FLINT (WJRT) – To treat or not to treat?
That’s a debate going on in Genesee County as the Board of Commissioners decides whether to add fluoride to the county’s new drinking water supply from the Karegnondi Water Authority.
The Board of Commissioners held a public hearing Wednesday evening to gauge the public’s thoughts on adding fluoride to the water, which is meant to prevent tooth decay.
“I firmly believe that fluoride in water supplies is essential to maintaining good oral health,” said Corey Taylor, a dental hygienist in Grand Blanc Township.
She spoke out during the public hearing in support of adding fluoride.
“There’s really no scientific-based evidence that fluoride has adverse effects on anyone,” Taylor said.
However, several people also spoke out against adding fluoride. While some say the fluoride added to water is a naturally occurring element, others believe it’s actually an acidic byproduct.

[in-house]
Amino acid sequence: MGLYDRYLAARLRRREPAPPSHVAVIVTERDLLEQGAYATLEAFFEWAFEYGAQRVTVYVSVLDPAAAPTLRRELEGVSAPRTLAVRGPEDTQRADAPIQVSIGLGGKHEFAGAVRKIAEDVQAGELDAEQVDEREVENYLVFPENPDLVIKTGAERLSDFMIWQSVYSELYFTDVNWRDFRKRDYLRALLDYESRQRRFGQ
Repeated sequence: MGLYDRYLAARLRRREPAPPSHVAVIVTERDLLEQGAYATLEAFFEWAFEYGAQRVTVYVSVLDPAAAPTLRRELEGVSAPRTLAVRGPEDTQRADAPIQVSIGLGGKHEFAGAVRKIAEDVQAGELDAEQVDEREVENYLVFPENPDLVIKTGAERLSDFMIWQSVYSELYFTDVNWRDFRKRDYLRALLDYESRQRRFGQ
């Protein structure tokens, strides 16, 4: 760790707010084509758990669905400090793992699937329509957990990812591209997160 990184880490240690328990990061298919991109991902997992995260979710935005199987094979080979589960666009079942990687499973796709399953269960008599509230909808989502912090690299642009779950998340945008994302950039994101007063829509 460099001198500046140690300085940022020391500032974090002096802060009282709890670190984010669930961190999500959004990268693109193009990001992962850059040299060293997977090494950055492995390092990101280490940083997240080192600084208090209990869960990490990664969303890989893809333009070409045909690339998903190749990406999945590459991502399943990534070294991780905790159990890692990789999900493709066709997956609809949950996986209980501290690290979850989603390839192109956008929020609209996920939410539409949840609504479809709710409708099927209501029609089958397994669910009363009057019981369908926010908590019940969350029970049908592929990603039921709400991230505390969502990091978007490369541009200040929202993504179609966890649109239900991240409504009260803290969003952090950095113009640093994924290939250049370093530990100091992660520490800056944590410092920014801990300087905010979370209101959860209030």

Others said fluoride in toothpaste and mouthwash helps teeth, but that generally isn’t swallowed. They believe fully ingesting fluoride into the body can have harmful effects.
Municipal drinking water for Genesee County currently comes from the Great Lakes Water Authority in Detroit, which has added fluoride to its water for decades.
Municipalities excluding the city of Flint are preparing to switch to a new water supply drawn from Lake Huron by the KWA and treated at the new Genesee County Water Treatment Plant. Before the plant begins operation, the Board of Commissioners needs to make a decision on adding fluoride.
Wednesday’s public hearing was advisory only. If commissioners take no action, fluoride automatically will be added, but the issue can be put up for a public vote.
Right now, the county water supply comes from Detroit, and it has fluoride in it. But soon the county with more than a dozen communities will get their water through the KWA pipeline, which is an untreated water source. But Before it’s sent to homes, a decision will need to be made at the county level – about whether or not to add fluoride.
November 8, 2017: Doctors debate effects of fluoride in drinking water